Outrage as lettings agency urges landlords to hike rents

But firm is unrepentant

Updated: 
The letter from CJ Hole to landlords.

A West Country lettings agency is under fire for urging landlords to increase rents - and even the head of its sister agencies says he opposes the move.

The Southville branch office of CJ Hole has written to landlords asking: 'Are you getting enough rent?'. It says it's 'highly likely' that a rent increase is due, and offers to manage the whole process for landlords.

The letter has caused outrage amongst renters, and a petition calling on the agency to stop encouraging 'excessive and unjustified' rent increases has gathered over 11,500 signatures.

The organisers say that Bristol's housing supply has been described by an official report as 'in crisis', and that just 60 affordable homes were built across Bristol in 2013. Research by Knight Frank Residential Research last year showed that rents were rising in the city by 3.1% a year, faster than in most parts of London.

"The letter shows how some estate agents and landlords are seeking to cynically profit from the housing crisis in Bristol at a time when inflation has declined to 0.3% and deflation is predicted," says the petition's creator, Nathan Williams.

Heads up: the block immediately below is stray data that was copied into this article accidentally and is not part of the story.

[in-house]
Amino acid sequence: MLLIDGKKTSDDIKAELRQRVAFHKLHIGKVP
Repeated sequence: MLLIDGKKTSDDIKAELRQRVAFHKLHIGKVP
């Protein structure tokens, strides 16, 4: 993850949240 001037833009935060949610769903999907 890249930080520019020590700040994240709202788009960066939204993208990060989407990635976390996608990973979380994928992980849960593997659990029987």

"I think there is no justification for increasing rents at a time when prices are actually going down. Such predatory rental practices are an attack on low income people and threaten the most basic of rights – the security of a home to live in."

The organisers plan a demonstration outside CJ Hole's Southville branch on Saturday.

And even Chris Hill, managing director of five other branches of CJ Hole, has spoken out against the letter on Twitter.

"No office under my control sends these nor will ever. Paul Goverd is the man who runs and controls Southville office," he says.

"I agree [with the petition] and have signed, my offices believe in good service as reason to use us, shame Southville have chosen this route."

But the Southville branch has defended its actions, claiming that higher rents encourage owners to let out more properties.

"Our approach to landlords was to ensure that appropriate fair and free-market rents were in operation," a spokesperson told This Is Money.

"Artificially low rents will not encourage new rental properties to come forward or for investment to be made into existing assets, thereby harming the overall rental market in the locality. This benefits no-one in the longer term."

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